Tuesday, January 19, 2010
As anyone who finds themselves in such a position is required to acknowledge, I have to admit that I have not read the novel upon which co-writer/director Peter Jackson's latest film is based. I have no idea if it's the masterpiece many have proclaimed it to be or the tepid fare so often assumed of bestsellers.
This is just to say that I ultimately don't know what sunk Jackson's film, if it's reverence for the beloved novel or an almost startling lack of creative chops. At the very least, he and his co-writers, Philippa Boyens and Fran Walsh, are apparently incapable of recognizing basic contrivance and the necessity of cross-checking your instincts. For as bad as The Lovely Bones often is, it's very clear that Jackson, Walsh, and Boyens went all the way with their idea, which I always respect, even when I don't particularly like the result, which can only be described as an honest failure.
Because, honestly, nobody would ever make a film like this if they didn't believe in it wholeheartedly. The movie is, frankly, too stupid for anybody to ever make this as a side project, on a whim, or with pure profit in mind. There's nothing crass or cynical about the film. There are just scenes either too dramatically excruciating (without spoiling anything, a kiss at the climax of the film, for example), too derivative (a cleaning-up-the-house montage), or too absurd (a fall down a cliff reminiscent of The Simpsons, but played for drama) to be included not just in this movie, but in any movie. I'd like to believe Jackson was stretching himself with some of the things he tries here (particularly that kiss), but the truth is that there are parts of this film that nobody could make work. And many of the parts somebody COULD make work, Jackson is too eager to make them work on his terms to ever make them work on dramatic terms. In an interview with the man we know to be Susie's murderer, Jackson cuts between the police detective and the murderer looking through bits of the murderer's dollhouse to talk to each other, which is just one of the many absurdly suspicious behaviors the murderer has (others include standing in windows staring at people).
There are many parts that work, if only coincidentally - give Jackson a suspense scene, and he'll milk every drop from it. The two major suspense sequences in the film - one involving the lead-up to Susie Salmon's murder, the other involving Susie's sister rooting through the house of the man she (correctly) believes murdered Susie - are gangbusters. They twist your stomach to the point of breaking, and Jackson's much-admired, much-maligned (depending on who you talk to) camera style (constantly swerving, whooshing, craning, panning, etc.) is perfectly suited to such moments. And also, dammit, the scenes in the in-between, where Susie goes after her murder and before Heaven (i.e. where she spends most of the film's running time), are genuinely delightful and really well realized. Considering all the breaks Avatar's been getting for its visual design, I'm more than happy to cut The Lovely Bones some slack for its really wonderful creation.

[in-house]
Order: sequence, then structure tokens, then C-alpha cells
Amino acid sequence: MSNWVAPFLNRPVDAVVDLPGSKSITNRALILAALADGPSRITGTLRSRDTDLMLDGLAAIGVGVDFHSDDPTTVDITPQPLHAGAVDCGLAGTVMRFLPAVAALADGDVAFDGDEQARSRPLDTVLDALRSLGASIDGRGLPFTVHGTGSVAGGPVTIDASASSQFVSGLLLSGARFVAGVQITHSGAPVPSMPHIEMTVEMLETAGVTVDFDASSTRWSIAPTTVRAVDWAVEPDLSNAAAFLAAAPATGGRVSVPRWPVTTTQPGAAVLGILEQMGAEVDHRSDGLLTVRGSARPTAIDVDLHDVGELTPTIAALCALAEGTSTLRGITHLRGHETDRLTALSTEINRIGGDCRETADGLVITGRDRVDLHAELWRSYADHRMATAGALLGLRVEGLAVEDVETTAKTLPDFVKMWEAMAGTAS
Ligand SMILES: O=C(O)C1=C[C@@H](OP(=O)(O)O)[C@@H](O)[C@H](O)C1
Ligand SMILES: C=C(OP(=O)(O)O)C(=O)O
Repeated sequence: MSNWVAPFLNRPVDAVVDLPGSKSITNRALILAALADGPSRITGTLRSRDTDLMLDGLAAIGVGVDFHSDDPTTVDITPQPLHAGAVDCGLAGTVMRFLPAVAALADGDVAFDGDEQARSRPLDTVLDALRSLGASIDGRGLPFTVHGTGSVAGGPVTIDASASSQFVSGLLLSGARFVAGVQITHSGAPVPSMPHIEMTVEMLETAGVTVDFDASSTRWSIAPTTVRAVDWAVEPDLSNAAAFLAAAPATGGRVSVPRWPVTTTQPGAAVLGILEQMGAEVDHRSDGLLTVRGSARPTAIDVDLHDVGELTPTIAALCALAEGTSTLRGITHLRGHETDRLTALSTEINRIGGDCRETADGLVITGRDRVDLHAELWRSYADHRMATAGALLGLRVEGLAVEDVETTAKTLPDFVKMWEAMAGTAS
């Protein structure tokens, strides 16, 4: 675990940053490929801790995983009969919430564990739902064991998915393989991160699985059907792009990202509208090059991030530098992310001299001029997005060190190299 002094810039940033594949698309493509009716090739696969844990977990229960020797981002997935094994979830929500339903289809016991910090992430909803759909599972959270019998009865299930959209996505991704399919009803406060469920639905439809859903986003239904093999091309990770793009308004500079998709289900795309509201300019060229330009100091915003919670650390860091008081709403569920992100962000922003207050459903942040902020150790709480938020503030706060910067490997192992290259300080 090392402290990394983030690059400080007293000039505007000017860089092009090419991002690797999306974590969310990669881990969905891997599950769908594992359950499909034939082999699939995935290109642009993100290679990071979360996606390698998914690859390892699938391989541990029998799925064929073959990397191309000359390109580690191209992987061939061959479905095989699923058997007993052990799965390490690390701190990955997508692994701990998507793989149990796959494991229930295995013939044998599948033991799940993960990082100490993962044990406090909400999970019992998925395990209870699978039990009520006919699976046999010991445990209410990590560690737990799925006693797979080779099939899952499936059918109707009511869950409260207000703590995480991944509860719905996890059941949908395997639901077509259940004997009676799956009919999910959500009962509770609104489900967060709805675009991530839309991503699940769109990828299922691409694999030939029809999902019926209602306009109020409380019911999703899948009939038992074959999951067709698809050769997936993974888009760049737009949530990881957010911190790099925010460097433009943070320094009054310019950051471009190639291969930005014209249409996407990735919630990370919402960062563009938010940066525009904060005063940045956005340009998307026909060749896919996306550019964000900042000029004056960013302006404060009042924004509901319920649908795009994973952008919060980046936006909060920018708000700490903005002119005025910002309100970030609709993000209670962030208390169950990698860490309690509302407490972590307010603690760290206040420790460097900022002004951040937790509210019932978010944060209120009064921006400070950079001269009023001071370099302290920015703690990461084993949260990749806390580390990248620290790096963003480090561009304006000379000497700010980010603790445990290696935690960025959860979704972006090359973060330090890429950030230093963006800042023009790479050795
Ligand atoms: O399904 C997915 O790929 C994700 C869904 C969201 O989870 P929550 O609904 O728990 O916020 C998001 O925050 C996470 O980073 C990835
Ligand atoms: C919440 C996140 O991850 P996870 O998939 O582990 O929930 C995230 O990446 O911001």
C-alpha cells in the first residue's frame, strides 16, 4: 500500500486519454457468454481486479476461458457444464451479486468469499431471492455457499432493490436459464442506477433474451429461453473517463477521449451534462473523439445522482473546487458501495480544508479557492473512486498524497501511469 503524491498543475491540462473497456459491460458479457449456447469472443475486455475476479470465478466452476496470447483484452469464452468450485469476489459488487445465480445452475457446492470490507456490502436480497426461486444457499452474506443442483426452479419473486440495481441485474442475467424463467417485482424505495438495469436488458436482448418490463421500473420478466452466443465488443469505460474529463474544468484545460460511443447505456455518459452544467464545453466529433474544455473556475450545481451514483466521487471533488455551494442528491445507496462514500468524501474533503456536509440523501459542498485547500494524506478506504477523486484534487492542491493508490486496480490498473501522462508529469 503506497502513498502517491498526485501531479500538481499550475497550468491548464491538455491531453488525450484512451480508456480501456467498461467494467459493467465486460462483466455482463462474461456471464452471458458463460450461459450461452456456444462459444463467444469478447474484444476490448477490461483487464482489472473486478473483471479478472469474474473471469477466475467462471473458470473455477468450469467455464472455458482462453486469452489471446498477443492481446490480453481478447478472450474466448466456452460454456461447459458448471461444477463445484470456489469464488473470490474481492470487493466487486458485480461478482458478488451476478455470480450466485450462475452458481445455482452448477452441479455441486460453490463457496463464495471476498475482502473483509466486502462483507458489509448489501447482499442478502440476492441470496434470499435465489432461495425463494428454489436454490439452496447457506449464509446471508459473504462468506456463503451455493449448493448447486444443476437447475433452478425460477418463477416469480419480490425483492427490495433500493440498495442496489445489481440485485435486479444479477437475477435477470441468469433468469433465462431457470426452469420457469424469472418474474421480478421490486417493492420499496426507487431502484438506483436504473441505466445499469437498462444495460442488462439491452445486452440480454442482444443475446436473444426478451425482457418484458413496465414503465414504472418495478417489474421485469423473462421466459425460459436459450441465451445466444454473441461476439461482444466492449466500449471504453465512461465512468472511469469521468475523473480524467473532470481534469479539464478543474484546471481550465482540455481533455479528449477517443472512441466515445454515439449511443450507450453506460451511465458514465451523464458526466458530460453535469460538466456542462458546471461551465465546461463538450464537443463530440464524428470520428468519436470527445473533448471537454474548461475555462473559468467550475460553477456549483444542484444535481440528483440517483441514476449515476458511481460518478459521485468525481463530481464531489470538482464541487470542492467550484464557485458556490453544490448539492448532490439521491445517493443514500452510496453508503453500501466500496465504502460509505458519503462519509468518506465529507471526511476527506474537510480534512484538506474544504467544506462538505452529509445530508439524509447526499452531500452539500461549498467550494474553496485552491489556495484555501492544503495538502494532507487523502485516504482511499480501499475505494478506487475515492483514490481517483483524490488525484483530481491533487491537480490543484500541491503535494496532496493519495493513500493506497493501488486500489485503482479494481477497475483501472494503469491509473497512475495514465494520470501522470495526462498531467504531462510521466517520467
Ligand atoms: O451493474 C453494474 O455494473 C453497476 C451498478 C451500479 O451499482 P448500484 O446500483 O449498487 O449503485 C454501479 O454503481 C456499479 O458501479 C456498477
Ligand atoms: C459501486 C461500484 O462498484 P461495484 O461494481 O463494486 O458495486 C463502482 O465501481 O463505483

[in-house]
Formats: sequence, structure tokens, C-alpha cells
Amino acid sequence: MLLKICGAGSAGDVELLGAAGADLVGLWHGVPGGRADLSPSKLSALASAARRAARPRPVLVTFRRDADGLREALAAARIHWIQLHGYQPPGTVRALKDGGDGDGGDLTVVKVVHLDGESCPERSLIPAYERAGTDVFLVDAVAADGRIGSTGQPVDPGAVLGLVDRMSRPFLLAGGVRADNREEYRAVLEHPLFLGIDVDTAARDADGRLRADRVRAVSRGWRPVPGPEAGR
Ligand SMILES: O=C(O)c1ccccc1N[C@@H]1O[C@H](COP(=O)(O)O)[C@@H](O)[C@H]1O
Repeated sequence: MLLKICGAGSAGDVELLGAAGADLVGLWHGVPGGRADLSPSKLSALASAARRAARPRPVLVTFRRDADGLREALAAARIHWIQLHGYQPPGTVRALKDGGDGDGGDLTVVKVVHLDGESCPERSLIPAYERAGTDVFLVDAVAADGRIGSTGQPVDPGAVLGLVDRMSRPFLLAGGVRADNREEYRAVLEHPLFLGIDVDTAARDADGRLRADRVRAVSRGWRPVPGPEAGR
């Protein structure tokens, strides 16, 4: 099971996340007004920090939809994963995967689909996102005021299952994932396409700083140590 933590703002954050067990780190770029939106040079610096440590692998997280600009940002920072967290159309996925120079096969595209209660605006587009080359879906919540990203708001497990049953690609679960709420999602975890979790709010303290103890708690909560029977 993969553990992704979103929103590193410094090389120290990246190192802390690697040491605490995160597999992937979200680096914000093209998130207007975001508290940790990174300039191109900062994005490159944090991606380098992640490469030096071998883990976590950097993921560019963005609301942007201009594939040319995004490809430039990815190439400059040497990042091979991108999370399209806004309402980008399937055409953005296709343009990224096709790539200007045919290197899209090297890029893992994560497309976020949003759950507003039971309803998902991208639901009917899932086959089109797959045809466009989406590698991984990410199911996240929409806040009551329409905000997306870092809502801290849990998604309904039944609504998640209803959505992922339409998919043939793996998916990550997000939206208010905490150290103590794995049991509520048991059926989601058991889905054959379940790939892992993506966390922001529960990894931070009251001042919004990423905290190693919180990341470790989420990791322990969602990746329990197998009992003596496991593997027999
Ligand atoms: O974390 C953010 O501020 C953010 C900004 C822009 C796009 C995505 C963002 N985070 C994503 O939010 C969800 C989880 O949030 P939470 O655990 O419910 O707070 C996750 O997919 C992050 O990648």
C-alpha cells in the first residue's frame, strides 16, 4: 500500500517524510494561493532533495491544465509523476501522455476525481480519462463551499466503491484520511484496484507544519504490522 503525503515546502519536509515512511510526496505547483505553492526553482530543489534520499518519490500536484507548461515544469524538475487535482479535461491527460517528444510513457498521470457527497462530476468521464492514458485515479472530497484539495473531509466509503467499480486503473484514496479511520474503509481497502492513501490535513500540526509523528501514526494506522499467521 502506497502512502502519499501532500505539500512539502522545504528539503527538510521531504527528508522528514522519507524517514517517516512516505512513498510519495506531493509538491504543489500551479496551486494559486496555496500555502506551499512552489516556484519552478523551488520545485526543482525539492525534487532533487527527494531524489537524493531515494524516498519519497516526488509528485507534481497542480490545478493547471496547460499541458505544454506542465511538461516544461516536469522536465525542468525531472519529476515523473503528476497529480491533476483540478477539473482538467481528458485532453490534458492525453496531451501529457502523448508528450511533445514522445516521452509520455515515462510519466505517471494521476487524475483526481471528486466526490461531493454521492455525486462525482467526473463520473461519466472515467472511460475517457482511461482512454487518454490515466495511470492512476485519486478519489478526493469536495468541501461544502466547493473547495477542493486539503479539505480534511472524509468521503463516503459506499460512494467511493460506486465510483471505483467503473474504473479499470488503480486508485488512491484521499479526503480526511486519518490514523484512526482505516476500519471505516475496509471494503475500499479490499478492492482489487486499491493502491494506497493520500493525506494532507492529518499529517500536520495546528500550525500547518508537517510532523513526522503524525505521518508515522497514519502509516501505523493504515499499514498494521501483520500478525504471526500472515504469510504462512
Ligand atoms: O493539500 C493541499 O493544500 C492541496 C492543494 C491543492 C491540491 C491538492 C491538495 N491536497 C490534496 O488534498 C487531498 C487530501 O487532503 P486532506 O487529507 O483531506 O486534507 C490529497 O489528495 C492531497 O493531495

But like Cameron's absurdly successful movie, Jackson's achievement in those areas does not make up for his complete failure in others. Unlike Cameron's film, Jackson's passion for the film does carry over, which for me anyway, made it a much more interesting watch, even if I wasn't nearly as caught up with it as he was.
Oh, and on a final note, they could not have cast Mark Wahlberg's part better. If anybody is better suited to expressing the film's completely unearned sentimentality, it's him. His sincerity in nearly every role he takes is astonishing, considering how few times neither he nor the film ever earn it. Sure, a better actor might have made the role, and consequently the film, work a lot better, but there's something about having an actor on exactly the same wavelength of the film - so sincere it's silly - that makes it feel so much better.